The online magazine on the history and operation of vintage scale model trains in American OO gauge

Saturday, February 19, 2011

A Scratchbuilt American OO RS-3

In the previous post we looked briefly at a pair of Schorr RS-2 models. These were early brass imports made in Japan. However, not every OO gauge Alco RS type model is a Schorr import. One was featured on the cover of Railroad Model Craftsman in May of 1979 that had been scratchbuilt by Ed Costello, and also this model below was scratchbuilt by Howard Winther. Click on any photo for a larger view.

Comparing them, the first thing to note is this Winther model is of an RS-3 (manufactured 1950-56), as it has the battery boxes on the running boards next to the short hood. The Schorr RS-2 models have an overlay applied on the sides of the short and long hoods that has the door details stamped or etched into the surface. The Winther model lacks these and also has a different type of more accurate looking handrail post. Many details are different, including being equipped with a steam generator and the stack being in a different location. Note also the drive in the bottom view with the low mounted motor; this should be scratchbuilt as well.

When I look at these photos I certainly think to myself I could never ever build this model. I think most modern model railroaders would never even think of scratchbuilding such a complicated model with all those curves and details to manage when there are so many commercial options in pretty much any scale. It looks extremely well proportioned and is in great shape. Thank you again to the Winther family for sharing these photos of this great vintage model.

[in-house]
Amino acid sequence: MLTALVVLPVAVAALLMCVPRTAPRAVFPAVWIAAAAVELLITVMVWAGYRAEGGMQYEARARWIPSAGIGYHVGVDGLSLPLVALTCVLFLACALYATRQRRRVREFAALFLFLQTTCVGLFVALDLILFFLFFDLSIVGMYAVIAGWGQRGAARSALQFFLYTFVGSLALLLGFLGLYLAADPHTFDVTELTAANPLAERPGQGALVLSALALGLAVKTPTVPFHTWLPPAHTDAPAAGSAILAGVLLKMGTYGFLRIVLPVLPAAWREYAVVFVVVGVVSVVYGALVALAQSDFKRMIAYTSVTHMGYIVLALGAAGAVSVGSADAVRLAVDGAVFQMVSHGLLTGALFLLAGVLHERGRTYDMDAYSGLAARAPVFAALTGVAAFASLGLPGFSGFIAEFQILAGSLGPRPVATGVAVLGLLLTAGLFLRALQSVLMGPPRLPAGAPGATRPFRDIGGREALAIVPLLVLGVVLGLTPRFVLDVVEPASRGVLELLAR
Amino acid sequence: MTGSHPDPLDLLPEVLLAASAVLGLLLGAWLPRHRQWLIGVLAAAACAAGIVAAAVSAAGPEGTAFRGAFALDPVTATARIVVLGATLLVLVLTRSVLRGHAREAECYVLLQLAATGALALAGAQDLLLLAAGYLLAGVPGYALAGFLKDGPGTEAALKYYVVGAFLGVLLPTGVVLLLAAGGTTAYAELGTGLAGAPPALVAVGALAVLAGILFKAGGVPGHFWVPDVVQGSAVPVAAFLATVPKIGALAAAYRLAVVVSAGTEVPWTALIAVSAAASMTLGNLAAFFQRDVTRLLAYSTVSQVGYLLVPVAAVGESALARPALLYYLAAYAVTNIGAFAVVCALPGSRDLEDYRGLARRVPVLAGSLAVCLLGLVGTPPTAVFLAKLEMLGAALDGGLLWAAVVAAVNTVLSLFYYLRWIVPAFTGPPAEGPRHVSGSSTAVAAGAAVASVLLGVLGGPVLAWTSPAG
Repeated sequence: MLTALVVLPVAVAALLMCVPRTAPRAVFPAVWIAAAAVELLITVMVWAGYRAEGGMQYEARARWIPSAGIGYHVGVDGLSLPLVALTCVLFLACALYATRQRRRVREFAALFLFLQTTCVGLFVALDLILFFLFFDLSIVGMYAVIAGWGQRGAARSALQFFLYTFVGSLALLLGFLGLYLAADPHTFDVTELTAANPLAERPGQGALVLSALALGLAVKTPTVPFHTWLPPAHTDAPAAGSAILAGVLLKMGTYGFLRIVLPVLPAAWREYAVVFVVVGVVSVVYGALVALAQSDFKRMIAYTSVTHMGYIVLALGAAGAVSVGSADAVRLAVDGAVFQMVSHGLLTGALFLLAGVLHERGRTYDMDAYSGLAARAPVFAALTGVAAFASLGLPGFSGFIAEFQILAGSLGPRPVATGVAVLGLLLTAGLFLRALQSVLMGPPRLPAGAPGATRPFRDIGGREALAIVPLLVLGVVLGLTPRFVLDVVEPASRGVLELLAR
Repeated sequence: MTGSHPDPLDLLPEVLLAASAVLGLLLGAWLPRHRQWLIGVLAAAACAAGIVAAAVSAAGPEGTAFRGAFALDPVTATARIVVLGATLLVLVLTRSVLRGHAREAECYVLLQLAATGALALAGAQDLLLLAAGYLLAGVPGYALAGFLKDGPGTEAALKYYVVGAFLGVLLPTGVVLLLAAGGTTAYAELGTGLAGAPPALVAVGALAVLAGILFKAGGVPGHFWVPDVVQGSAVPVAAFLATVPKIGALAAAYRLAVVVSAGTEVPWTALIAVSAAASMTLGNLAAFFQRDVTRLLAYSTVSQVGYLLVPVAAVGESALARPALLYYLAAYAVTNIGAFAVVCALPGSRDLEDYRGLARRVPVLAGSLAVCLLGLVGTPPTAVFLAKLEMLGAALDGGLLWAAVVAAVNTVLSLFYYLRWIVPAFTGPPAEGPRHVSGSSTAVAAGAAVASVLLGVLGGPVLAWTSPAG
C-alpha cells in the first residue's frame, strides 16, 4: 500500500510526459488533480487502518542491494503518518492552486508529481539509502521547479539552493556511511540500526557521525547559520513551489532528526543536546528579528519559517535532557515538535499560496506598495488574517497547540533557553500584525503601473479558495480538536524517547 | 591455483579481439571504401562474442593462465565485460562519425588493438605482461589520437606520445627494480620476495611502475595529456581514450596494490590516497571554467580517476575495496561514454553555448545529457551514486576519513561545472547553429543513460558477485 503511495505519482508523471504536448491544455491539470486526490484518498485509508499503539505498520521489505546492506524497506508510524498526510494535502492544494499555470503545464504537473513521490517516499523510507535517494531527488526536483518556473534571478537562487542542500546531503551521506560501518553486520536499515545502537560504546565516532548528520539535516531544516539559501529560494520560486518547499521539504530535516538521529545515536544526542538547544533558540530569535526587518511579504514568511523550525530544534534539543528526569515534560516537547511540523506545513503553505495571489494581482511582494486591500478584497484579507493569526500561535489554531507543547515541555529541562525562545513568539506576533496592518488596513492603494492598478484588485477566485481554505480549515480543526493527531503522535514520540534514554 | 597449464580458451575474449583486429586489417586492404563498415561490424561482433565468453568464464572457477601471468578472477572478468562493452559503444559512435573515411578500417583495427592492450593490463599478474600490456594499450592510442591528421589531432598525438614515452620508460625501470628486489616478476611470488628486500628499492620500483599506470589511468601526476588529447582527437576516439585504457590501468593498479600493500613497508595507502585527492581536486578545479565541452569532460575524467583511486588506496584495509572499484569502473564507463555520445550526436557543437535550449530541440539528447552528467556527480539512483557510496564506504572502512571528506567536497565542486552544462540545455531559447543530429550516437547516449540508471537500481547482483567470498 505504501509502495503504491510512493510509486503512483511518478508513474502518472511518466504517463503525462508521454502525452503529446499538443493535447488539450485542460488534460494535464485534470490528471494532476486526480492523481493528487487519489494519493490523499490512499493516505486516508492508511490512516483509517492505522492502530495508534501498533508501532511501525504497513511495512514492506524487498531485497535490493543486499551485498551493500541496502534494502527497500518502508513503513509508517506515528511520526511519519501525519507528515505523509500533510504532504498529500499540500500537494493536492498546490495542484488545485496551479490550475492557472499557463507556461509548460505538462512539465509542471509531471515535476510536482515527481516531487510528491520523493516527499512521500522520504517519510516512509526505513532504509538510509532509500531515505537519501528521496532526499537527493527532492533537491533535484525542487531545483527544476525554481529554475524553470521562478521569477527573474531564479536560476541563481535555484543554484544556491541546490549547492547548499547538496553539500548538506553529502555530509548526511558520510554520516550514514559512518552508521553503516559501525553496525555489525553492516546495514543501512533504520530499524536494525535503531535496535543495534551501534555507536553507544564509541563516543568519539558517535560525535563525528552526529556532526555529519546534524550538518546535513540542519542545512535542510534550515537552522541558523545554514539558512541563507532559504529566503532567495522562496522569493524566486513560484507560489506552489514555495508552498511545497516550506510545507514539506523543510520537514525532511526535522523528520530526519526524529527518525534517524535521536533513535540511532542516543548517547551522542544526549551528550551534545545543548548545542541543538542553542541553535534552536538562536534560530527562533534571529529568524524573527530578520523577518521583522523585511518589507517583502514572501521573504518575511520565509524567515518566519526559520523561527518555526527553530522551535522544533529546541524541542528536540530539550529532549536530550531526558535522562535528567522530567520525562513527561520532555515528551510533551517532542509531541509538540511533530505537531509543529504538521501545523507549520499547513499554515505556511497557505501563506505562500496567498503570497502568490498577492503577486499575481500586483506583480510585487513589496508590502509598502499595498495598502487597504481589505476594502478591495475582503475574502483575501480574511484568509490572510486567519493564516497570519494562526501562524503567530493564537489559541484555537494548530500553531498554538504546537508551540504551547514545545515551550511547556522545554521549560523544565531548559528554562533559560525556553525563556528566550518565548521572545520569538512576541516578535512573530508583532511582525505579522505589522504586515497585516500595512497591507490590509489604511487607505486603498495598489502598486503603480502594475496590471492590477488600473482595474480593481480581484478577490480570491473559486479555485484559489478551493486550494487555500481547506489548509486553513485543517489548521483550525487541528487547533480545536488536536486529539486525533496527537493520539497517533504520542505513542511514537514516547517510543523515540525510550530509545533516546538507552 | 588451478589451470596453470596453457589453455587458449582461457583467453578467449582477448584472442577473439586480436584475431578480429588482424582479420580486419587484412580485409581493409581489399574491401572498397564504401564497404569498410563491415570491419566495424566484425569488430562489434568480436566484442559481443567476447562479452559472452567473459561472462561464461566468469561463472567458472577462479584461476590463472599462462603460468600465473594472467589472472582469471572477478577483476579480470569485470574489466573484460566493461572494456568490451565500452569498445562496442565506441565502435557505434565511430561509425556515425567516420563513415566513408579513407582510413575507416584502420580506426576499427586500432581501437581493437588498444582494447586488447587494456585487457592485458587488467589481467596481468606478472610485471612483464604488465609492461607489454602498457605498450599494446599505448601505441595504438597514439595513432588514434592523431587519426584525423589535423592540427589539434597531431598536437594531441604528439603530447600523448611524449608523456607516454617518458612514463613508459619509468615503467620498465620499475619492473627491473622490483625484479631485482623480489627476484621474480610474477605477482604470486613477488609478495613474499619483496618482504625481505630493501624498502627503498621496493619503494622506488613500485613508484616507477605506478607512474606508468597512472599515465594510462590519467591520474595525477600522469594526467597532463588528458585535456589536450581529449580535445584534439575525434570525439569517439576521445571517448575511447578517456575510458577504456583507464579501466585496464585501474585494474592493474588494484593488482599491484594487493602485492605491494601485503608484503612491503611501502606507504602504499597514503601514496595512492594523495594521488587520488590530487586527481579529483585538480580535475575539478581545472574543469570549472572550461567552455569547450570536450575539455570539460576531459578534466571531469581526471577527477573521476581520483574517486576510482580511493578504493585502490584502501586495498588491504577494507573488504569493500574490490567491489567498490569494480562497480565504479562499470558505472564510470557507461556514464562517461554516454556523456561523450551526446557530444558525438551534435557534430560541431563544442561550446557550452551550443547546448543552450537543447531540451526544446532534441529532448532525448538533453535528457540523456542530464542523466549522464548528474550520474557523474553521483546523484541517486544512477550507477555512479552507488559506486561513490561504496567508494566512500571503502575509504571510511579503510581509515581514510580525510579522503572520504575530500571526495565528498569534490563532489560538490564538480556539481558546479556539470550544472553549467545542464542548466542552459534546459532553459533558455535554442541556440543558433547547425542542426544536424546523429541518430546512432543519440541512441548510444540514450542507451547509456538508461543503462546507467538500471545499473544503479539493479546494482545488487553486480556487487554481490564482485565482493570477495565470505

To close it is worth looking in comparison also to the Costello model that was on the RMC cover, visible in this prior article. I am fairly sure that model should also still be out there today and in that photo you can see the handrails again are of a different type and his side panels are not built up with overlays but rather are of one piece of metal. Not to mention the stack is in a different location, the top of the radiator on the long hood has more detail, etc. Some of the guys who stuck it out in OO into the diesel era were certainly capable builders, as these models attest clearly.

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